Astronomers spot gigantic 'hole' in sun

A hole in the topmost layers of the sun's corona is making for spectacular auroras here on Earth.

NASA/SDO
A photo of the sun from NASA's orbiting Solar Dynamics Observatory reveals an enormous coronal hole — a gap in the sun's outer layer and magnetic field the size of 50 Earths.
NASA/SDO
A Solar Dynamics Observatory image published by the National Oceanic Atmospheric Administration reveals the huge coronal hole as it was yesterday.

The sun has sprung a leak: A hole in the topmost layer of the sun and its magnetic field, the size of 50 Earths, is letting loose an ultrafast solar wind that has kicked off several nights of auroras down on Earth.

A new image, from NASA's orbiting Solar Dynamics Observatory, reveals the enormous hole as it was Oct. 10, taken at an ultraviolet wavelength unseen by the human eye. To an ordinary observer, the gaping hole would be invisible, though you should NEVER stare at the sun because serious eye damage can result.

The gap in the sun's magnetic field lets out a stream of particles traveling at up to 500 miles (800 kilometers) per second, kindling a days-long geomagnetic storm upon hitting Earth. [Biggest Solar Storms of 2015 in Photos]

Coronal holes, like the one that materialized last week, normally form over the sun's poles and lower latitudes, more often when the sun is at a less active point in its 11-year cycle. They are areas within the sun's outermost layer, called its corona, which are lower-density and cooler — that, plus the weakened magnetic field, lets the plasma and charged particles that make up the corona stream out more easily in a solar wind. If aimed toward Earth, that spells the makings of a geomagnetic storm: a phenomenon that can affect power and navigation for satellites orbiting the Earth as well as radio communication.

Another side effect of a geomagnetic storm is enhanced northern lights: the glowing auroras that often form in the night sky over the northernmost reaches of the planet grow much brighter and can even extend much farther south than usual. (Last week, the National Oceanic and Atmospheric Administration's [NOAA] Space Weather Prediction Center in Boulder, Colorado, initially predicted auroras to be visible as far down as Pennsylvania, Iowa and Oregon, although they didn't ultimately appear quite so low.) Geomagnetic storms and auroras can also be caused by other sun phenomena, such as solar flares and coronal mass ejections, which both blast the corona's material outward because of increased magnetic activity.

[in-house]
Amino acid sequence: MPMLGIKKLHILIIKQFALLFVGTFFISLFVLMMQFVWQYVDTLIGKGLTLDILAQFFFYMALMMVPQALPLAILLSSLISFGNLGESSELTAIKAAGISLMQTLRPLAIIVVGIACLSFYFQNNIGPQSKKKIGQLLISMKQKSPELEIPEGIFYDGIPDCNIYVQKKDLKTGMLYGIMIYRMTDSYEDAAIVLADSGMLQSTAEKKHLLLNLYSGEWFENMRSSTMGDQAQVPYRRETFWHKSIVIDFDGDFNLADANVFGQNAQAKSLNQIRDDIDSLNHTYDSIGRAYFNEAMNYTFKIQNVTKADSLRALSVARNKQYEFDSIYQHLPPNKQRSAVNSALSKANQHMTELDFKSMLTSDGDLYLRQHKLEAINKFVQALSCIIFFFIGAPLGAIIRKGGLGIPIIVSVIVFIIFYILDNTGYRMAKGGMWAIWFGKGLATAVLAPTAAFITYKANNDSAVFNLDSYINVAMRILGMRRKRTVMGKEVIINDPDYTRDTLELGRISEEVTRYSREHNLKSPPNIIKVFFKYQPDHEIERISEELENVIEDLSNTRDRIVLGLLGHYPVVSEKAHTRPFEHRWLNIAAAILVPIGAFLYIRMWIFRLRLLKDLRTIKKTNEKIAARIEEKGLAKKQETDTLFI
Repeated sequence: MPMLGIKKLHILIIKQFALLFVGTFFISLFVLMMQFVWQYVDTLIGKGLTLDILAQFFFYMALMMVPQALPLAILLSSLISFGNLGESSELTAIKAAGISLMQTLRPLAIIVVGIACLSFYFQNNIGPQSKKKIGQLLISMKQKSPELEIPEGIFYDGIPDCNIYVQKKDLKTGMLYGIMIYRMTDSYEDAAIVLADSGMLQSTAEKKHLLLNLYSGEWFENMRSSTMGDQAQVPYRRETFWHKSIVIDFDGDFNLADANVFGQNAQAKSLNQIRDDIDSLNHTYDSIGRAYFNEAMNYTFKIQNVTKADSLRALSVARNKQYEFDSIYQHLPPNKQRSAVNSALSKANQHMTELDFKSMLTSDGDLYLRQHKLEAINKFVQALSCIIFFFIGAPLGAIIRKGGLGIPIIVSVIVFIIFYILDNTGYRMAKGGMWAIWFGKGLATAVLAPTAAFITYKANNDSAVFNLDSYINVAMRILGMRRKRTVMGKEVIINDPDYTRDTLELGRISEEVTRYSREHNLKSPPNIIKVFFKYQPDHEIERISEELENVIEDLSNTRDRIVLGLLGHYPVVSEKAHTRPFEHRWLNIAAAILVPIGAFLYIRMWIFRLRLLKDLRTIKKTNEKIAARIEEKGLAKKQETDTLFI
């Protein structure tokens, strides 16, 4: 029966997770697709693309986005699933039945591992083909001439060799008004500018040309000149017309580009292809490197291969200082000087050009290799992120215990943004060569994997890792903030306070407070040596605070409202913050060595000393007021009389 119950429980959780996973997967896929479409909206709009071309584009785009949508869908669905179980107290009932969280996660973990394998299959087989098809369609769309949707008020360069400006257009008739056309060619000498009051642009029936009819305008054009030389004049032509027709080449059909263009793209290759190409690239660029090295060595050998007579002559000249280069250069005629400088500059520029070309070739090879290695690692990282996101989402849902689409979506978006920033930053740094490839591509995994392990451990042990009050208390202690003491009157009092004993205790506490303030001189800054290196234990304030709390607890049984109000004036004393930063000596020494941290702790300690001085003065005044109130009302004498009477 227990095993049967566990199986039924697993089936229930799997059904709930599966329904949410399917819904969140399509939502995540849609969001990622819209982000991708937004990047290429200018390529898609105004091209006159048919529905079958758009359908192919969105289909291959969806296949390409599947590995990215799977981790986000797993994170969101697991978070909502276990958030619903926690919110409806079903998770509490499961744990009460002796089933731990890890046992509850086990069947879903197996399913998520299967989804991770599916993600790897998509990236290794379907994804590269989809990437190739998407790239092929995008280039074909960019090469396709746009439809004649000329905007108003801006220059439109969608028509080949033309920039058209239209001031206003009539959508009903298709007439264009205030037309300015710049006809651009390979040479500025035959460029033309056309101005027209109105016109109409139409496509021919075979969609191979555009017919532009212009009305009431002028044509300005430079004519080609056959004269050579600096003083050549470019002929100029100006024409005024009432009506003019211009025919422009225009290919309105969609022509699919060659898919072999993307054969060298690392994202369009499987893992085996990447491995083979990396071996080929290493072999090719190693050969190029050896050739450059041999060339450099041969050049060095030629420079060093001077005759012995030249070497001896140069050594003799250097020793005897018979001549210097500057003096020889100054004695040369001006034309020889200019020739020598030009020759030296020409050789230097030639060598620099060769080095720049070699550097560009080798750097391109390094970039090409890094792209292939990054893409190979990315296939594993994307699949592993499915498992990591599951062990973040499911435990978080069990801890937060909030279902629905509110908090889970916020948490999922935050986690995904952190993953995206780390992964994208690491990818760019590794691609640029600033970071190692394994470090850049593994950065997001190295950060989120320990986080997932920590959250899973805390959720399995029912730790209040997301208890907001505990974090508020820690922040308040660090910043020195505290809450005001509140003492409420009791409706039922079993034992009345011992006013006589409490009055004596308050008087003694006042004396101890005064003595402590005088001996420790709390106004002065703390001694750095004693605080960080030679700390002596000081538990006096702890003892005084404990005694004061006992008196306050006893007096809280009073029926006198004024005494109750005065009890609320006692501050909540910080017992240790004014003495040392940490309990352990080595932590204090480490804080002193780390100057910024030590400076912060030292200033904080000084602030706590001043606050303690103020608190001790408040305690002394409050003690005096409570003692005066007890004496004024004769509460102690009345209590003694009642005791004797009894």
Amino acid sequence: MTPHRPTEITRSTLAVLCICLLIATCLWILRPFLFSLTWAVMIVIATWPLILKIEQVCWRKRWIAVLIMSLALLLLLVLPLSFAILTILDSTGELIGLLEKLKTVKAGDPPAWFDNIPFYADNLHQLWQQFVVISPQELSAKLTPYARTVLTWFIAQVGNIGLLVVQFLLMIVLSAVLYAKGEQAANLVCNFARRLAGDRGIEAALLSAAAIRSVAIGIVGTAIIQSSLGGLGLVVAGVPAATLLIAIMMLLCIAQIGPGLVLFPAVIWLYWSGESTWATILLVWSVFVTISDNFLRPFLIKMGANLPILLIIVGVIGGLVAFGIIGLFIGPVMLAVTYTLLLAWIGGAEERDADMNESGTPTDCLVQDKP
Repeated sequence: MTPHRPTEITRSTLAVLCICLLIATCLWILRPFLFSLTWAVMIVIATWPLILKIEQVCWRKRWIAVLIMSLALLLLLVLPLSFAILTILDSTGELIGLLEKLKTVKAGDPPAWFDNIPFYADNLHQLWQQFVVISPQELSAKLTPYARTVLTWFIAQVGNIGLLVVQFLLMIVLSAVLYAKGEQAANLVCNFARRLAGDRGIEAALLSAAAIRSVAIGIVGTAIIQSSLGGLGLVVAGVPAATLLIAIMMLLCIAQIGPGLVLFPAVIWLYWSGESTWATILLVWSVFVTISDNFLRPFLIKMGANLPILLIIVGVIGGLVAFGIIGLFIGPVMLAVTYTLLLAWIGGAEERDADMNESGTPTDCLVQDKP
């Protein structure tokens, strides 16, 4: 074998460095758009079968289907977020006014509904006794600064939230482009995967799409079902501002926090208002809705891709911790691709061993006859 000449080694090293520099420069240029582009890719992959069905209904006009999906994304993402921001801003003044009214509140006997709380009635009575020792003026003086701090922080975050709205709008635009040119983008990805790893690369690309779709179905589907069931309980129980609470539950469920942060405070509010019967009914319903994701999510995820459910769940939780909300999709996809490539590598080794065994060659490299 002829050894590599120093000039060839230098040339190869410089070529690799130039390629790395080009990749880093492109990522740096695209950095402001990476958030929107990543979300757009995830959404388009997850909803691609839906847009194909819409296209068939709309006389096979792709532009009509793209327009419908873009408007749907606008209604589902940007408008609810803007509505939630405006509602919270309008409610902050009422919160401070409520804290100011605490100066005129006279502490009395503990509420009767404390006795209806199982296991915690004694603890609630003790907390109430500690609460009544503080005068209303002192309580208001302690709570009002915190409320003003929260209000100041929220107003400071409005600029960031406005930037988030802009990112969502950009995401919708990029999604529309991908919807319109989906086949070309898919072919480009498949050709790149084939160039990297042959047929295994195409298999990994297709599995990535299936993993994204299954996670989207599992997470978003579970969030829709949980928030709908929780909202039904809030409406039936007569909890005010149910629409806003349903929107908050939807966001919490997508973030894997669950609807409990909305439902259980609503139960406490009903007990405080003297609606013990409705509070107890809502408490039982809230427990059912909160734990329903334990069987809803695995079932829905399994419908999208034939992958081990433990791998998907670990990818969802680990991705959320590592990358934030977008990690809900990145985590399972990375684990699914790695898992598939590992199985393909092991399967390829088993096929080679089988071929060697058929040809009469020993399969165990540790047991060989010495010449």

As the coronal hole continues its slow march westward on the sun's surface (to the right, from Earth's perspective), solar winds will stay strong, NOAA officials said in a statement, which may lead to additional minor geomagnetic storming. Thus, bright auroras will likely continue — at least around the Arctic Circle.

Email Sarah Lewin at slewin@space.com or follow her @SarahExplains. Follow us @Spacedotcom, Facebook and Google+. Original article on Space.com.

Copyright 2015 SPACE.com, a Purch company. All rights reserved. This material may not be published, broadcast, rewritten or redistributed.

You've read  of  free articles. Subscribe to continue.

Dear Reader,

About a year ago, I happened upon this statement about the Monitor in the Harvard Business Review – under the charming heading of “do things that don’t interest you”:

“Many things that end up” being meaningful, writes social scientist Joseph Grenny, “have come from conference workshops, articles, or online videos that began as a chore and ended with an insight. My work in Kenya, for example, was heavily influenced by a Christian Science Monitor article I had forced myself to read 10 years earlier. Sometimes, we call things ‘boring’ simply because they lie outside the box we are currently in.”

If you were to come up with a punchline to a joke about the Monitor, that would probably be it. We’re seen as being global, fair, insightful, and perhaps a bit too earnest. We’re the bran muffin of journalism.

But you know what? We change lives. And I’m going to argue that we change lives precisely because we force open that too-small box that most human beings think they live in.

The Monitor is a peculiar little publication that’s hard for the world to figure out. We’re run by a church, but we’re not only for church members and we’re not about converting people. We’re known as being fair even as the world becomes as polarized as at any time since the newspaper’s founding in 1908.

We have a mission beyond circulation, we want to bridge divides. We’re about kicking down the door of thought everywhere and saying, “You are bigger and more capable than you realize. And we can prove it.”

If you’re looking for bran muffin journalism, you can subscribe to the Monitor for $15. You’ll get the Monitor Weekly magazine, the Monitor Daily email, and unlimited access to CSMonitor.com.

QR Code to Astronomers spot gigantic 'hole' in sun
Read this article in
https://www.csmonitor.com/Science/2015/1018/Astronomers-spot-gigantic-hole-in-sun
QR Code to Subscription page
Start your subscription today
https://www.csmonitor.com/subscribe